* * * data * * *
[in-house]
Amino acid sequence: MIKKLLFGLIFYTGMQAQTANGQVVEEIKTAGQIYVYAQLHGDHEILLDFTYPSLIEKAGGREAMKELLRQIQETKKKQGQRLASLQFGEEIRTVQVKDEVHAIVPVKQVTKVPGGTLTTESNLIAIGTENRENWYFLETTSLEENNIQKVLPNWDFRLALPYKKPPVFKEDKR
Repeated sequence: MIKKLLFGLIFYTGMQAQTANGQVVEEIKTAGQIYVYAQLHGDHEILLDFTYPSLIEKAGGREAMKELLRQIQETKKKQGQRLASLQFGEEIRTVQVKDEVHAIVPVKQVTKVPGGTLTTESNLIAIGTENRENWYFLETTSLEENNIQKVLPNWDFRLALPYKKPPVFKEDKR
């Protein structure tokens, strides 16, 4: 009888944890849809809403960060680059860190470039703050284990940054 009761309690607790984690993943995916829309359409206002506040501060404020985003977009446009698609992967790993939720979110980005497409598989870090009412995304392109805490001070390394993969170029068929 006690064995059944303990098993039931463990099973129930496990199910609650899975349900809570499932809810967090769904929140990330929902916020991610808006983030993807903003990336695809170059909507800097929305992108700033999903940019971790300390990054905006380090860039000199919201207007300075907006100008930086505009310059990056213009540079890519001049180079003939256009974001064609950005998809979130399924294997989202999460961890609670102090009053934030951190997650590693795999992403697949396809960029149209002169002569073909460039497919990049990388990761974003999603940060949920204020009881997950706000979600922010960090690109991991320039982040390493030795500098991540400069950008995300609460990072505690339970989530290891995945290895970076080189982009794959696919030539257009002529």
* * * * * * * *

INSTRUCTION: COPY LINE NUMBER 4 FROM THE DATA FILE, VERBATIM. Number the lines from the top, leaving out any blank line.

């Protein structure tokens, strides 16, 4: 009888944890849809809403960060680059860190470039703050284990940054 009761309690607790984690993943995916829309359409206002506040501060404020985003977009446009698609992967790993939720979110980005497409598989870090009412995304392109805490001070390394993969170029068929 006690064995059944303990098993039931463990099973129930496990199910609650899975349900809570499932809810967090769904929140990330929902916020991610808006983030993807903003990336695809170059909507800097929305992108700033999903940019971790300390990054905006380090860039000199919201207007300075907006100008930086505009310059990056213009540079890519001049180079003939256009974001064609950005998809979130399924294997989202999460961890609670102090009053934030951190997650590693795999992403697949396809960029149209002169002569073909460039497919990049990388990761974003999603940060949920204020009881997950706000979600922010960090690109991991320039982040390493030795500098991540400069950008995300609460990072505690339970989530290891995945290895970076080189982009794959696919030539257009002529």